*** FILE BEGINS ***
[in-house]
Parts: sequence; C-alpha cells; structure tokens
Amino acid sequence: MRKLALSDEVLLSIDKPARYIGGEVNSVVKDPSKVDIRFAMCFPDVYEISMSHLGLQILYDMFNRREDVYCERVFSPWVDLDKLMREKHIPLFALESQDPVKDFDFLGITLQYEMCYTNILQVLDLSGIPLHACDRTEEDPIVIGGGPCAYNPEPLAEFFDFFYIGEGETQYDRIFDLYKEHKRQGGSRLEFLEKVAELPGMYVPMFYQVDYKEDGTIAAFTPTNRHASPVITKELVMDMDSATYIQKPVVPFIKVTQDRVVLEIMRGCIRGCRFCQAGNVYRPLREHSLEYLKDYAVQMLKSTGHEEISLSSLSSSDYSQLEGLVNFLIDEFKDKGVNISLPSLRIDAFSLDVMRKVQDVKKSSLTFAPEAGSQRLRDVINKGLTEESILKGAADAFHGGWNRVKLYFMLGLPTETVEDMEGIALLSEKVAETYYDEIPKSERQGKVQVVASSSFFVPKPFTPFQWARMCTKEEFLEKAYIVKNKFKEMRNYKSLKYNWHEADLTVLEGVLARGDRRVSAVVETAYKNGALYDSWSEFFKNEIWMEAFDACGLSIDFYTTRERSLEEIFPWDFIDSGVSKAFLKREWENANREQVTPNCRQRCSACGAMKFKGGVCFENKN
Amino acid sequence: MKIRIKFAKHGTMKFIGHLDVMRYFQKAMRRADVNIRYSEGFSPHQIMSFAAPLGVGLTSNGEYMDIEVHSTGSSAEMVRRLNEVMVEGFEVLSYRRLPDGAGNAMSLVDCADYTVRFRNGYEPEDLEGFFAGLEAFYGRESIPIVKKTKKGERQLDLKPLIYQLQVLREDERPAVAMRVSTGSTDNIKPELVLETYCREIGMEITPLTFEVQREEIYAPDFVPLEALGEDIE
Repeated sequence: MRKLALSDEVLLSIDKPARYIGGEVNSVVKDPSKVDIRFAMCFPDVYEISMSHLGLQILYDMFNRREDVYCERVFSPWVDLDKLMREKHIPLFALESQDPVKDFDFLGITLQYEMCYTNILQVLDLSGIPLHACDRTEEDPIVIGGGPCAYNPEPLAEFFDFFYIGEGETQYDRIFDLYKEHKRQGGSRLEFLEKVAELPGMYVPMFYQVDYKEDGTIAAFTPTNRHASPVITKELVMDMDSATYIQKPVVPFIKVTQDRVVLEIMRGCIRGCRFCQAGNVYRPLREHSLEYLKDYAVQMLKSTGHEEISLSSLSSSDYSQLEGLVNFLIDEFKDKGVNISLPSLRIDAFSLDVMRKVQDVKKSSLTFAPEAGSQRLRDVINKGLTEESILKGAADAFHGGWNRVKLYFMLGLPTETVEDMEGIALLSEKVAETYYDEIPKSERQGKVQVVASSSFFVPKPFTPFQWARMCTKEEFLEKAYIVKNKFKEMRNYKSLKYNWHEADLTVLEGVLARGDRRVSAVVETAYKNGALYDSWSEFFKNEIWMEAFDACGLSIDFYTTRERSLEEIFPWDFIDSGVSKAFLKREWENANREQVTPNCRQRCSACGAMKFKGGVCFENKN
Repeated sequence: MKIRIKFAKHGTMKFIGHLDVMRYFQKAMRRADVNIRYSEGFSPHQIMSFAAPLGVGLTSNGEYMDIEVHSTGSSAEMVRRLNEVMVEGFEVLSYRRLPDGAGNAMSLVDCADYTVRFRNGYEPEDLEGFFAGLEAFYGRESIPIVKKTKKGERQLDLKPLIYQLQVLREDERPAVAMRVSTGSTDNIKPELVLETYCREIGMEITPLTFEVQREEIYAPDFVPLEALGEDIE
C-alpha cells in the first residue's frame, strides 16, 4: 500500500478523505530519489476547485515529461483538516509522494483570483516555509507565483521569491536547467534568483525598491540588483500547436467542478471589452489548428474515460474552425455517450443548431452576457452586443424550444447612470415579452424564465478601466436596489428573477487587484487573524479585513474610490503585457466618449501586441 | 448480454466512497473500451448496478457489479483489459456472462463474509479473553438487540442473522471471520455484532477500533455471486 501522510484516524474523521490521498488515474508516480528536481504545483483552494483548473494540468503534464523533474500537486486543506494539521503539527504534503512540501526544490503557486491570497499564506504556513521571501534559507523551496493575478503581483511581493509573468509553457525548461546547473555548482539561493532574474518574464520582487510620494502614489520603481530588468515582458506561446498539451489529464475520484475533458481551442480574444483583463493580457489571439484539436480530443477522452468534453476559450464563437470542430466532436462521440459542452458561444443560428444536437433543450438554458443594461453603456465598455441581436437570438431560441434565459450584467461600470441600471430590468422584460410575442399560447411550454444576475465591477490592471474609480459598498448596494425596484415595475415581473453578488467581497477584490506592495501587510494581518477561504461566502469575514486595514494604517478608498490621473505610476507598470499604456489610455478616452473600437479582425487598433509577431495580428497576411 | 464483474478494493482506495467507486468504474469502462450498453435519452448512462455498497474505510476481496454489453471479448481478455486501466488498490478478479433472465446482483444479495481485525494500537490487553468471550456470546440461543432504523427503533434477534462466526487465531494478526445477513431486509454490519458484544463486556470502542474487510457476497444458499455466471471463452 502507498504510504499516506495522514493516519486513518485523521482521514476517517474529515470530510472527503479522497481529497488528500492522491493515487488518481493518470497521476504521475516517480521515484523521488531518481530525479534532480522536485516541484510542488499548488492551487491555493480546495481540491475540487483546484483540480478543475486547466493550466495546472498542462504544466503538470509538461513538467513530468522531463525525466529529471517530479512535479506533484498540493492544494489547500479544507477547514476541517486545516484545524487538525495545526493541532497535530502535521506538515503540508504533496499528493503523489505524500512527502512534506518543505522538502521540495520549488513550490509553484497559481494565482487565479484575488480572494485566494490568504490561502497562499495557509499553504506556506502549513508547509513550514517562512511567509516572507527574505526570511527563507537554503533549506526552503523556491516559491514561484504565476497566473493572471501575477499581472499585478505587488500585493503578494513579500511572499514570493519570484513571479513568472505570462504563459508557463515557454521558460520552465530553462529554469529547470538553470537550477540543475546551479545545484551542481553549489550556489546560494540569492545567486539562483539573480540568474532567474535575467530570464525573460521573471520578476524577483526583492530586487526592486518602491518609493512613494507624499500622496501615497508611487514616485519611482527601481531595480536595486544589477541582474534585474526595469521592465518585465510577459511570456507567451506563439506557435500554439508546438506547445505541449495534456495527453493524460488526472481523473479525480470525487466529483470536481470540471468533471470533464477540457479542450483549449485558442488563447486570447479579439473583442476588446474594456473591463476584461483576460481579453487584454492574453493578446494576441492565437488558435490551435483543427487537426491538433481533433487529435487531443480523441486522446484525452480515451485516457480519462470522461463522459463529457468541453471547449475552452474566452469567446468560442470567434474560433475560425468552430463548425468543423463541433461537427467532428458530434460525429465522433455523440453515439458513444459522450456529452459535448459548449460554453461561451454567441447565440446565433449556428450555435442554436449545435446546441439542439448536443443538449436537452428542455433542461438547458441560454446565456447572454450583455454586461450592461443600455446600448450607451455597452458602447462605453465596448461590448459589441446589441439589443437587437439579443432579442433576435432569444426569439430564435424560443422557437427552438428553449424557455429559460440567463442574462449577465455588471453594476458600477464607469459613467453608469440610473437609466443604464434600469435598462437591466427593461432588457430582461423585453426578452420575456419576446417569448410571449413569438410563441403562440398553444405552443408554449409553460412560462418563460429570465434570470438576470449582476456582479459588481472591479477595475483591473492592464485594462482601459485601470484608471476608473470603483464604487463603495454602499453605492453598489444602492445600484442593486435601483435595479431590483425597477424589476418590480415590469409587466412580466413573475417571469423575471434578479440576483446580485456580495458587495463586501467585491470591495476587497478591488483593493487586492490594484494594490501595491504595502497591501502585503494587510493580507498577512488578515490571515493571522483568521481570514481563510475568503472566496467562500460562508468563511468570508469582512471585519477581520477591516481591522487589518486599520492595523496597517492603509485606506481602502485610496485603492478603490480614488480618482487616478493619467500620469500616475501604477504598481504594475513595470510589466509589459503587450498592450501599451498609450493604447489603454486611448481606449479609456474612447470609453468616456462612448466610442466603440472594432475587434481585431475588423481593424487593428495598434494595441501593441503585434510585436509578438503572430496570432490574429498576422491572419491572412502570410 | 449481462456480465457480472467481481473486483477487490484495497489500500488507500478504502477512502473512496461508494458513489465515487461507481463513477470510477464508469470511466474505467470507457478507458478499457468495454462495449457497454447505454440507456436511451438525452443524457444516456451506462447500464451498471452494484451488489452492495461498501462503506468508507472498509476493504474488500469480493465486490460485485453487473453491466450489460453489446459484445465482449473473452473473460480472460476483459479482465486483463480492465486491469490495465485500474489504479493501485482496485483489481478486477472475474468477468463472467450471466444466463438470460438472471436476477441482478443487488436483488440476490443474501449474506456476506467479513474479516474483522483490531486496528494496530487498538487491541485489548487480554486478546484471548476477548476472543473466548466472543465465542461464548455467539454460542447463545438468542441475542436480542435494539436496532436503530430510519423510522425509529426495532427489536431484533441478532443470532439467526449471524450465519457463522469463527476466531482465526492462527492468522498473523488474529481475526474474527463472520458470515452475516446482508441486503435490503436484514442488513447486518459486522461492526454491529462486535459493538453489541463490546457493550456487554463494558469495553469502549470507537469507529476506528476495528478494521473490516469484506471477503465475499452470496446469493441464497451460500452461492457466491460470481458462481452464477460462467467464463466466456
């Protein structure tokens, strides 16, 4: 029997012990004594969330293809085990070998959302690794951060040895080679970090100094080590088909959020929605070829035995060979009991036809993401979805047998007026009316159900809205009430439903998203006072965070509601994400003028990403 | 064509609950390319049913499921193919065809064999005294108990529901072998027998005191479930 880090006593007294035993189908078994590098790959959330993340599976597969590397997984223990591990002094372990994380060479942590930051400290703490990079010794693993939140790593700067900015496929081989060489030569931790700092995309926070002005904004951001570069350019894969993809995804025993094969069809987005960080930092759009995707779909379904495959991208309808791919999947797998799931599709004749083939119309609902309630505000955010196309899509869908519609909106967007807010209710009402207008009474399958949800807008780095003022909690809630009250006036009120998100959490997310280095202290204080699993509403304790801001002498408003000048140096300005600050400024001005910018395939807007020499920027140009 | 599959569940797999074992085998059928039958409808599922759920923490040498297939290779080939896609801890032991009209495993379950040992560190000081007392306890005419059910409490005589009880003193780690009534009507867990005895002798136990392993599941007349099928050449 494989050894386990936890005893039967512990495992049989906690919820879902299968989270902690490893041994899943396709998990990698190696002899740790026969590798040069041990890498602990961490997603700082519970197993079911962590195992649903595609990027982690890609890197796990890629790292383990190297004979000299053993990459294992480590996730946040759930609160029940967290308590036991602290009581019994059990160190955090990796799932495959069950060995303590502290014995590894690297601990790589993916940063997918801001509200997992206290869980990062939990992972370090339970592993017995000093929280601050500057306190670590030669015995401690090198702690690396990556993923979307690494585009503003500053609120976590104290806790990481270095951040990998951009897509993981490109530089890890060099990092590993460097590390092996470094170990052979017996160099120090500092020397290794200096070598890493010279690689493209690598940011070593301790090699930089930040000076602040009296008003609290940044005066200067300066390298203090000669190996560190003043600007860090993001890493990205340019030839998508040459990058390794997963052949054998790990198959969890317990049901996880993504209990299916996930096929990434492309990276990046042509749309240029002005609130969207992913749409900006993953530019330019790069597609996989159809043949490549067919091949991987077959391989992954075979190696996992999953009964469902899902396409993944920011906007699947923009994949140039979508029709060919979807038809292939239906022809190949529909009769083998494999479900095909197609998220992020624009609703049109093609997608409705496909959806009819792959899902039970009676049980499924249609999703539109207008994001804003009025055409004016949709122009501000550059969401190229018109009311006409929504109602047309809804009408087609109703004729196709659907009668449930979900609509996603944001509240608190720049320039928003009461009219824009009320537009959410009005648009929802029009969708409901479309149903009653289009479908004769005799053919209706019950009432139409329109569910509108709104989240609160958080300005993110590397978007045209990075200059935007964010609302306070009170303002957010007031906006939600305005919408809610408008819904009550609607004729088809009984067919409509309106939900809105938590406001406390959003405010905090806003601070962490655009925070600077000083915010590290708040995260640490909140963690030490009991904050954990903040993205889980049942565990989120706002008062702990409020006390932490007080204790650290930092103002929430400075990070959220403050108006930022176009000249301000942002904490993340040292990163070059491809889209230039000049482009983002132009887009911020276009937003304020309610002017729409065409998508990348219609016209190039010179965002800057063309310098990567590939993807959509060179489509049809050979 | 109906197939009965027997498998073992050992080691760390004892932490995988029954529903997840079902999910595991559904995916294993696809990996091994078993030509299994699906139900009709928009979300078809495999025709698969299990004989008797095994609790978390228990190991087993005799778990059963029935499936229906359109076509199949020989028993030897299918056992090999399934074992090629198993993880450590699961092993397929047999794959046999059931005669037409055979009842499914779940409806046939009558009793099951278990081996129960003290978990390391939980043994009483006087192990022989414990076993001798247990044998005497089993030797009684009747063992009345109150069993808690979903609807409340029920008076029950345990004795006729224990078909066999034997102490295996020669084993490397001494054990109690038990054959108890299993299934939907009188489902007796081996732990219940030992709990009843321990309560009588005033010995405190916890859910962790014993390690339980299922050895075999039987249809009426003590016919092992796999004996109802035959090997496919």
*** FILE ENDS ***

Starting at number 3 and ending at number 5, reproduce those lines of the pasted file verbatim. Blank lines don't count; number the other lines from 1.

Amino acid sequence: MRKLALSDEVLLSIDKPARYIGGEVNSVVKDPSKVDIRFAMCFPDVYEISMSHLGLQILYDMFNRREDVYCERVFSPWVDLDKLMREKHIPLFALESQDPVKDFDFLGITLQYEMCYTNILQVLDLSGIPLHACDRTEEDPIVIGGGPCAYNPEPLAEFFDFFYIGEGETQYDRIFDLYKEHKRQGGSRLEFLEKVAELPGMYVPMFYQVDYKEDGTIAAFTPTNRHASPVITKELVMDMDSATYIQKPVVPFIKVTQDRVVLEIMRGCIRGCRFCQAGNVYRPLREHSLEYLKDYAVQMLKSTGHEEISLSSLSSSDYSQLEGLVNFLIDEFKDKGVNISLPSLRIDAFSLDVMRKVQDVKKSSLTFAPEAGSQRLRDVINKGLTEESILKGAADAFHGGWNRVKLYFMLGLPTETVEDMEGIALLSEKVAETYYDEIPKSERQGKVQVVASSSFFVPKPFTPFQWARMCTKEEFLEKAYIVKNKFKEMRNYKSLKYNWHEADLTVLEGVLARGDRRVSAVVETAYKNGALYDSWSEFFKNEIWMEAFDACGLSIDFYTTRERSLEEIFPWDFIDSGVSKAFLKREWENANREQVTPNCRQRCSACGAMKFKGGVCFENKN
Amino acid sequence: MKIRIKFAKHGTMKFIGHLDVMRYFQKAMRRADVNIRYSEGFSPHQIMSFAAPLGVGLTSNGEYMDIEVHSTGSSAEMVRRLNEVMVEGFEVLSYRRLPDGAGNAMSLVDCADYTVRFRNGYEPEDLEGFFAGLEAFYGRESIPIVKKTKKGERQLDLKPLIYQLQVLREDERPAVAMRVSTGSTDNIKPELVLETYCREIGMEITPLTFEVQREEIYAPDFVPLEALGEDIE
Repeated sequence: MRKLALSDEVLLSIDKPARYIGGEVNSVVKDPSKVDIRFAMCFPDVYEISMSHLGLQILYDMFNRREDVYCERVFSPWVDLDKLMREKHIPLFALESQDPVKDFDFLGITLQYEMCYTNILQVLDLSGIPLHACDRTEEDPIVIGGGPCAYNPEPLAEFFDFFYIGEGETQYDRIFDLYKEHKRQGGSRLEFLEKVAELPGMYVPMFYQVDYKEDGTIAAFTPTNRHASPVITKELVMDMDSATYIQKPVVPFIKVTQDRVVLEIMRGCIRGCRFCQAGNVYRPLREHSLEYLKDYAVQMLKSTGHEEISLSSLSSSDYSQLEGLVNFLIDEFKDKGVNISLPSLRIDAFSLDVMRKVQDVKKSSLTFAPEAGSQRLRDVINKGLTEESILKGAADAFHGGWNRVKLYFMLGLPTETVEDMEGIALLSEKVAETYYDEIPKSERQGKVQVVASSSFFVPKPFTPFQWARMCTKEEFLEKAYIVKNKFKEMRNYKSLKYNWHEADLTVLEGVLARGDRRVSAVVETAYKNGALYDSWSEFFKNEIWMEAFDACGLSIDFYTTRERSLEEIFPWDFIDSGVSKAFLKREWENANREQVTPNCRQRCSACGAMKFKGGVCFENKN